What will I do in Peace Corps that is NOT in the job description?

By Erin McGillivray
May 23, 2020

As you consider Peace Corps service or prepare to depart, you're probably wondering: What will a typical day be like? 

Will I "only" be teaching English? Building latrines? Creating a business plan? Talking about HIV/AIDS... for two years straight?! As you’ve probably already learned, the most common answer to your questions is, "It depends!”

So what will you be doing that is not in the job description? So. Many. Things. The beauty is that it’s up to you! I don’t know what you’ll do, but I can bet you will accomplish things that you never imagined.

First, know that you should never feel pigeonholed by your Peace Corps assignment. You will not be doing the same thing for 40 hours a week for two years. Far from it! Some assignments will be more structured than others, but I don’t think I’ve ever met a returned Peace Corps Volunteer who said their job was so structured that they didn’t have time for anything else.

You will, of course, be expected to fulfill the goals of your assigned project and you will be not only encouraged and supported, but even expected by the Peace Corps to carry out secondary projects too. The variety of secondary projects are endless and the guidelines are minimal. Your best guide will be your community.

One of the first questions you will probably ask upon arriving at site is, what does my community need? One way to discover the needs of your community is through a community-based needs assessment, a tool for which Peace Corps provides training. Often ideas for secondary projects come from the grassroots level or from a champion in the community, which can lead to higher levels of ownership and sustainability.

Another question to ask is, what skills or hobbies do I want to share with my community? Maybe you're serving as an English teacher but have a passion for the environment, so you start a school garden, celebrate Earth Day, or organize a community trash pick-up event. Or maybe you’ll start a band camp or baseball team; teach about computers, solar ovens, beekeeping or piano; build a library or a school out of recycled plastic bottles; or insert-something-else-you-never-imagined-doing-here.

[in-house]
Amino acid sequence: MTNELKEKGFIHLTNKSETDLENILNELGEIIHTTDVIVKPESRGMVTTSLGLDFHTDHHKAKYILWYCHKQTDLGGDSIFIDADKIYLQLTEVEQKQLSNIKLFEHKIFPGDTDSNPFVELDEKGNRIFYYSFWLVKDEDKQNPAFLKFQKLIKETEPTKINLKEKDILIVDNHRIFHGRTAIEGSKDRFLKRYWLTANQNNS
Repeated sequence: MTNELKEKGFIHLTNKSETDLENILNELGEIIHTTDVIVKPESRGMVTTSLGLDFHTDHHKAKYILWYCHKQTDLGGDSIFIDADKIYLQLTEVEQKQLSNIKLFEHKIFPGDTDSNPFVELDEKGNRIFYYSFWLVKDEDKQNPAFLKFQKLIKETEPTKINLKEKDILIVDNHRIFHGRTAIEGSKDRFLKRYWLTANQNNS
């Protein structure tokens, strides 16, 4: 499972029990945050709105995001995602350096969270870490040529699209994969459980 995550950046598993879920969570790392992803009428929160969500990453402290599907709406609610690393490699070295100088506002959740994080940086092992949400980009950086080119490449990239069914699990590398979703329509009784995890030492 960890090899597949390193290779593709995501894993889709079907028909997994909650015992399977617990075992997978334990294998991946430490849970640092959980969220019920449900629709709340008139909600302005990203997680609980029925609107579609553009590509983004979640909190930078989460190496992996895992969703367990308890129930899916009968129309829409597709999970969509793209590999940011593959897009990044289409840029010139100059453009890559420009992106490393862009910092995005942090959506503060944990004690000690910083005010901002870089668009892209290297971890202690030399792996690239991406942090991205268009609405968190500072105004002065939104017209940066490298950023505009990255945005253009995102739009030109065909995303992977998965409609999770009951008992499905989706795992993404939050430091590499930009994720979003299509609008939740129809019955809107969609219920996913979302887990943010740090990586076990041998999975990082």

You may not currently have the knowledge or skills for every project idea, but you will have the time to learn and become a resource person for your community. You'll also have access to other timeless secondary projects like painting a world map or partnering with a classroom in the U.S. through the Paul D. Coverdell World Wise Schools Program.

But wait, what if your project comes with expenses? Enter the Peace Corps Small Project Assistance (SPA) Program and Peace Corps Partnership Program – two excellent options for funding projects.

How else do Volunteers influence their communities? They integrate food security, malaria prevention and other common challenges into their projects. Many Volunteers run Girls Leading Our World (GLOW) camps; and work within the Women’s Global Development and Prosperity Initiative to help start women’s cooperatives and businesses. Peruse country websites and program opening descriptions to learn more about the huge variety of secondary projects worldwide.

If all of that isn’t enough for you, you can also support your fellow Volunteers by holding a leadership position on the Volunteer Advisory Committee, helping train new Volunteers, being a member of a diversity and peer support network and more. The possibilities are endless.

Hopefully you’ll also explore your country and region of service, become a pro at cooking the local food, attend weddings and celebrations, read many books, take up a new hobby (carrying water on your head?)...and find your way into the hearts of your community members and welcome them into yours. Yeah, you’ll be doing that too.

So, what will I be doing that is not in the job description? So. Many. Things.

Ready to start your Peace Corps journey? Connect with a recruiter today.

This blog was updated from its original version by Morgan Cunningham. Morgan served as an environment Volunteer in a small town in the Panama Canal Watershed from 2016 to 2018. She currently works at Peace Corps Headquarters in D.C. as a Placement Officer, sending Volunteers to Guyana and Botswana. A water lover and proud dog mom, she lives with her pit-mix and pug near the Chesapeake Bay in Maryland.

Erin McGillivray